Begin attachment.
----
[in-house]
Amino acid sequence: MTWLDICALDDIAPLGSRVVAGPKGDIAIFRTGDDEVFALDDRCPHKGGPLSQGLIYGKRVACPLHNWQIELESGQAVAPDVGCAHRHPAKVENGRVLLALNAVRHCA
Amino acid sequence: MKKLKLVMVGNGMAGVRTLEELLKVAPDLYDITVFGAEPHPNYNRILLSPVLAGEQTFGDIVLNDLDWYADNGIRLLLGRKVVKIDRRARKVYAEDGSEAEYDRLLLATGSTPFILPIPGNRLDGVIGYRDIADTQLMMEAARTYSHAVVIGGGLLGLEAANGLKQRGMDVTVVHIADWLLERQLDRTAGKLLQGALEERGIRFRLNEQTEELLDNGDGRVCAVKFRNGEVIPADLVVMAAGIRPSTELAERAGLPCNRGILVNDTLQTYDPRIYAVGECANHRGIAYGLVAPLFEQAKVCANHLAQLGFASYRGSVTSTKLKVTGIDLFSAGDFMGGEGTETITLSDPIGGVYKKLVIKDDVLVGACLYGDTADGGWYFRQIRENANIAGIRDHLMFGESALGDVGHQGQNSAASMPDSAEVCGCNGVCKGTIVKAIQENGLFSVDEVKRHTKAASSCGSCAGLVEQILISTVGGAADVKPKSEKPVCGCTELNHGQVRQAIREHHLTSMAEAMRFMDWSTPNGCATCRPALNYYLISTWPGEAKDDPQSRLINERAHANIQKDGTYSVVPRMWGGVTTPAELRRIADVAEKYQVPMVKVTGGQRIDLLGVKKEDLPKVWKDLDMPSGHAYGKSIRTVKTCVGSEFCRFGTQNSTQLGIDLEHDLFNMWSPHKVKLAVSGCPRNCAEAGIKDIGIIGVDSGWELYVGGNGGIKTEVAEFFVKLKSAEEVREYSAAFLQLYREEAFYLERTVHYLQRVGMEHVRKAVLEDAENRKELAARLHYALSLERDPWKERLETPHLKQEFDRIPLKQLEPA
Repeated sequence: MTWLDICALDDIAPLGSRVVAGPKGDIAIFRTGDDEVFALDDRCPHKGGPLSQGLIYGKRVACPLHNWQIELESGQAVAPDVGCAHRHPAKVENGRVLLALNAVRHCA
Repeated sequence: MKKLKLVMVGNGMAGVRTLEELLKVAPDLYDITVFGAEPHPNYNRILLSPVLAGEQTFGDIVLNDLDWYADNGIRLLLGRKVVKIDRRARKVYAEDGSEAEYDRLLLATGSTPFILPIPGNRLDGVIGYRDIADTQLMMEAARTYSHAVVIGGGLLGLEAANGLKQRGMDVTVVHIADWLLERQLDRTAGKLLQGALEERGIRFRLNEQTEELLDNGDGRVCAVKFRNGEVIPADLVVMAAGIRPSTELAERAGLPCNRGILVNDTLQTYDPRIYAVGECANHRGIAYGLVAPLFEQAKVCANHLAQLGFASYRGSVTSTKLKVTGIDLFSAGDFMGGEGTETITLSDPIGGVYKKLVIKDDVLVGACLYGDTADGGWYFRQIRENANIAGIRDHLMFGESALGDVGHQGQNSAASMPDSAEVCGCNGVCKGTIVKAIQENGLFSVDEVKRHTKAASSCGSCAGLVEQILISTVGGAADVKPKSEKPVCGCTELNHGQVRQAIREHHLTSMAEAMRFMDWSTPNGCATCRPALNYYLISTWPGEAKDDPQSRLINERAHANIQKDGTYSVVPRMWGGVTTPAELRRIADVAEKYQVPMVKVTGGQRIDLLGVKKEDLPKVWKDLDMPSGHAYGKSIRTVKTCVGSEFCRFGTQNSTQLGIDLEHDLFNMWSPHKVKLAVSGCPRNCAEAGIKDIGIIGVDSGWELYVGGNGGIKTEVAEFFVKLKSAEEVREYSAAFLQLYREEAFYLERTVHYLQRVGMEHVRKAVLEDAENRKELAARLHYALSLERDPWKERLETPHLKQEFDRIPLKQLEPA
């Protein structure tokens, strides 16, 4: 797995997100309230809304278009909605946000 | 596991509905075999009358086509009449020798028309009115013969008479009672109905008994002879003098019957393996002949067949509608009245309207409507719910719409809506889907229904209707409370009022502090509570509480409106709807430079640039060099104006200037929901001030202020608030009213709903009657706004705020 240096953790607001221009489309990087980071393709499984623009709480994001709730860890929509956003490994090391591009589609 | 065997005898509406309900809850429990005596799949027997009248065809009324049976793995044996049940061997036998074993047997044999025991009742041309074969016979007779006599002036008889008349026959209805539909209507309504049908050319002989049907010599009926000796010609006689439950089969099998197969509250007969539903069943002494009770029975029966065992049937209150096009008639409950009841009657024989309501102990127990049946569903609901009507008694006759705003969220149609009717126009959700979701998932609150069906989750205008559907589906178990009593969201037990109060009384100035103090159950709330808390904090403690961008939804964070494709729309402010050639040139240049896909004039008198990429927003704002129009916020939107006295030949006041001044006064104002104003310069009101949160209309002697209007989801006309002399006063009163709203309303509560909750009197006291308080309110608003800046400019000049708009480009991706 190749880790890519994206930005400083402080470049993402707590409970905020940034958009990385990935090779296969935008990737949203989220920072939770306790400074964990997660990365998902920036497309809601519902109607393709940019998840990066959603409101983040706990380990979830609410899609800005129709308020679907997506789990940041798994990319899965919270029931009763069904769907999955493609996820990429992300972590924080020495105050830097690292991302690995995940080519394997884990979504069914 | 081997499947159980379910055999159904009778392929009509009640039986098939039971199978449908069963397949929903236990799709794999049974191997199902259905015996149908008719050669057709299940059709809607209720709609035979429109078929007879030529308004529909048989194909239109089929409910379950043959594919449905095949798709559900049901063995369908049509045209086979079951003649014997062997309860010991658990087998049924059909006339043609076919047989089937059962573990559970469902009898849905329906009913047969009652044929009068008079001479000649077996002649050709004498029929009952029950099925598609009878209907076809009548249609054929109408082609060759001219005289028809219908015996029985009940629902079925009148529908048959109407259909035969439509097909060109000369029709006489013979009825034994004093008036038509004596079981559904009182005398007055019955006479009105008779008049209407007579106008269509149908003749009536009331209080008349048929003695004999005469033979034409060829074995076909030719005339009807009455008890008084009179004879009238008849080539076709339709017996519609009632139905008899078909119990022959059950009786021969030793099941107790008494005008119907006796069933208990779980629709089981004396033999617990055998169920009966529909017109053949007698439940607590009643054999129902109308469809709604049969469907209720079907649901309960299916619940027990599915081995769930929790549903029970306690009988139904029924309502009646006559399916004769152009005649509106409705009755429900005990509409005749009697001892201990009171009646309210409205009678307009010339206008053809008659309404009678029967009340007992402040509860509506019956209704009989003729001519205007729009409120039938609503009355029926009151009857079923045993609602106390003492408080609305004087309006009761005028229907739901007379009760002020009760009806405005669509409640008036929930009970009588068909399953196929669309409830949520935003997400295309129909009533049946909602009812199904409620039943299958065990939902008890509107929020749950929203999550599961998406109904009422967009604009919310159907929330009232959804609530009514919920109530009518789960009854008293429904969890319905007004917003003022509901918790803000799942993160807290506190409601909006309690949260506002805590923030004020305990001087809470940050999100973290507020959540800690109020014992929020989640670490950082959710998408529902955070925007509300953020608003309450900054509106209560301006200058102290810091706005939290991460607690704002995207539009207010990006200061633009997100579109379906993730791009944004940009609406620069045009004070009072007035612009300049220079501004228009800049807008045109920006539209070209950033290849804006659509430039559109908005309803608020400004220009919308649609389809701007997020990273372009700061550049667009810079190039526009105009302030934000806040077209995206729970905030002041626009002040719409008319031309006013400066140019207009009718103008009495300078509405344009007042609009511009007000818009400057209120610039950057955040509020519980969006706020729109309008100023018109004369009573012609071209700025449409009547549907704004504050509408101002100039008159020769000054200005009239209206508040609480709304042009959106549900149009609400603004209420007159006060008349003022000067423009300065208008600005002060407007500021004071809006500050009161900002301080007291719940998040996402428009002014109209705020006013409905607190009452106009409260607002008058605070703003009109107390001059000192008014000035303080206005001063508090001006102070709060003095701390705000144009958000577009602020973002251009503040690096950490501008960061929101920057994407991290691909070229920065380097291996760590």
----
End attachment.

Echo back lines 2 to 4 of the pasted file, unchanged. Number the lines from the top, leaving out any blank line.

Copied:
Amino acid sequence: MTWLDICALDDIAPLGSRVVAGPKGDIAIFRTGDDEVFALDDRCPHKGGPLSQGLIYGKRVACPLHNWQIELESGQAVAPDVGCAHRHPAKVENGRVLLALNAVRHCA
Amino acid sequence: MKKLKLVMVGNGMAGVRTLEELLKVAPDLYDITVFGAEPHPNYNRILLSPVLAGEQTFGDIVLNDLDWYADNGIRLLLGRKVVKIDRRARKVYAEDGSEAEYDRLLLATGSTPFILPIPGNRLDGVIGYRDIADTQLMMEAARTYSHAVVIGGGLLGLEAANGLKQRGMDVTVVHIADWLLERQLDRTAGKLLQGALEERGIRFRLNEQTEELLDNGDGRVCAVKFRNGEVIPADLVVMAAGIRPSTELAERAGLPCNRGILVNDTLQTYDPRIYAVGECANHRGIAYGLVAPLFEQAKVCANHLAQLGFASYRGSVTSTKLKVTGIDLFSAGDFMGGEGTETITLSDPIGGVYKKLVIKDDVLVGACLYGDTADGGWYFRQIRENANIAGIRDHLMFGESALGDVGHQGQNSAASMPDSAEVCGCNGVCKGTIVKAIQENGLFSVDEVKRHTKAASSCGSCAGLVEQILISTVGGAADVKPKSEKPVCGCTELNHGQVRQAIREHHLTSMAEAMRFMDWSTPNGCATCRPALNYYLISTWPGEAKDDPQSRLINERAHANIQKDGTYSVVPRMWGGVTTPAELRRIADVAEKYQVPMVKVTGGQRIDLLGVKKEDLPKVWKDLDMPSGHAYGKSIRTVKTCVGSEFCRFGTQNSTQLGIDLEHDLFNMWSPHKVKLAVSGCPRNCAEAGIKDIGIIGVDSGWELYVGGNGGIKTEVAEFFVKLKSAEEVREYSAAFLQLYREEAFYLERTVHYLQRVGMEHVRKAVLEDAENRKELAARLHYALSLERDPWKERLETPHLKQEFDRIPLKQLEPA
Repeated sequence: MTWLDICALDDIAPLGSRVVAGPKGDIAIFRTGDDEVFALDDRCPHKGGPLSQGLIYGKRVACPLHNWQIELESGQAVAPDVGCAHRHPAKVENGRVLLALNAVRHCA